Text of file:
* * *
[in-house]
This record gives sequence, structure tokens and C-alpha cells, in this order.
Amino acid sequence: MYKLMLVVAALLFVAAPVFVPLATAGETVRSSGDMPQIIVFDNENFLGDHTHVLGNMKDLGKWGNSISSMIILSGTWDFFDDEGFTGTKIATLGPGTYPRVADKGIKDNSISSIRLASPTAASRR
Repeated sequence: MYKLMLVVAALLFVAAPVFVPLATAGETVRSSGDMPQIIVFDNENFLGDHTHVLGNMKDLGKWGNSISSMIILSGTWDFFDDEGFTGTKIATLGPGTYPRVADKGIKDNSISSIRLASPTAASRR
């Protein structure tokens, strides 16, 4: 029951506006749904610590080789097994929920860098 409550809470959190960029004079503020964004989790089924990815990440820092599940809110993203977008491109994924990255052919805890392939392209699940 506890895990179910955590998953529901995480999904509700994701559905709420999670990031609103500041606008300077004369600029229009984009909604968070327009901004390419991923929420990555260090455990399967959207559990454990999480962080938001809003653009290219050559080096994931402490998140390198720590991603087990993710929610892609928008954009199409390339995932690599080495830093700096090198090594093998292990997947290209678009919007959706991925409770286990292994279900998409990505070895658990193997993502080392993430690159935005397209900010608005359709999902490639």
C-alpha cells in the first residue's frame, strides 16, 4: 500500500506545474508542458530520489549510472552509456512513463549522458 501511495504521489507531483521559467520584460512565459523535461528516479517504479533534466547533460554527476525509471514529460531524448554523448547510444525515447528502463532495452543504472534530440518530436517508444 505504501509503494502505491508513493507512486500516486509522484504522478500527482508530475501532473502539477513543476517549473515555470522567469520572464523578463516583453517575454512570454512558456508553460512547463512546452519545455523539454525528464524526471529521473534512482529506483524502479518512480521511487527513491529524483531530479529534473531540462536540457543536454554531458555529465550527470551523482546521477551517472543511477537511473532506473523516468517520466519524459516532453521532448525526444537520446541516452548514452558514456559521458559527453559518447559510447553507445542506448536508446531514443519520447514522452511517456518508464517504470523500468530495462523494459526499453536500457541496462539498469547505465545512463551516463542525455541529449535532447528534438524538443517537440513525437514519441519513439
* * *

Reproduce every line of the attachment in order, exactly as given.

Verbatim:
[in-house]
This record gives sequence, structure tokens and C-alpha cells, in this order.
Amino acid sequence: MYKLMLVVAALLFVAAPVFVPLATAGETVRSSGDMPQIIVFDNENFLGDHTHVLGNMKDLGKWGNSISSMIILSGTWDFFDDEGFTGTKIATLGPGTYPRVADKGIKDNSISSIRLASPTAASRR
Repeated sequence: MYKLMLVVAALLFVAAPVFVPLATAGETVRSSGDMPQIIVFDNENFLGDHTHVLGNMKDLGKWGNSISSMIILSGTWDFFDDEGFTGTKIATLGPGTYPRVADKGIKDNSISSIRLASPTAASRR
């Protein structure tokens, strides 16, 4: 029951506006749904610590080789097994929920860098 409550809470959190960029004079503020964004989790089924990815990440820092599940809110993203977008491109994924990255052919805890392939392209699940 506890895990179910955590998953529901995480999904509700994701559905709420999670990031609103500041606008300077004369600029229009984009909604968070327009901004390419991923929420990555260090455990399967959207559990454990999480962080938001809003653009290219050559080096994931402490998140390198720590991603087990993710929610892609928008954009199409390339995932690599080495830093700096090198090594093998292990997947290209678009919007959706991925409770286990292994279900998409990505070895658990193997993502080392993430690159935005397209900010608005359709999902490639």
C-alpha cells in the first residue's frame, strides 16, 4: 500500500506545474508542458530520489549510472552509456512513463549522458 501511495504521489507531483521559467520584460512565459523535461528516479517504479533534466547533460554527476525509471514529460531524448554523448547510444525515447528502463532495452543504472534530440518530436517508444 505504501509503494502505491508513493507512486500516486509522484504522478500527482508530475501532473502539477513543476517549473515555470522567469520572464523578463516583453517575454512570454512558456508553460512547463512546452519545455523539454525528464524526471529521473534512482529506483524502479518512480521511487527513491529524483531530479529534473531540462536540457543536454554531458555529465550527470551523482546521477551517472543511477537511473532506473523516468517520466519524459516532453521532448525526444537520446541516452548514452558514456559521458559527453559518447559510447553507445542506448536508446531514443519520447514522452511517456518508464517504470523500468530495462523494459526499453536500457541496462539498469547505465545512463551516463542525455541529449535532447528534438524538443517537440513525437514519441519513439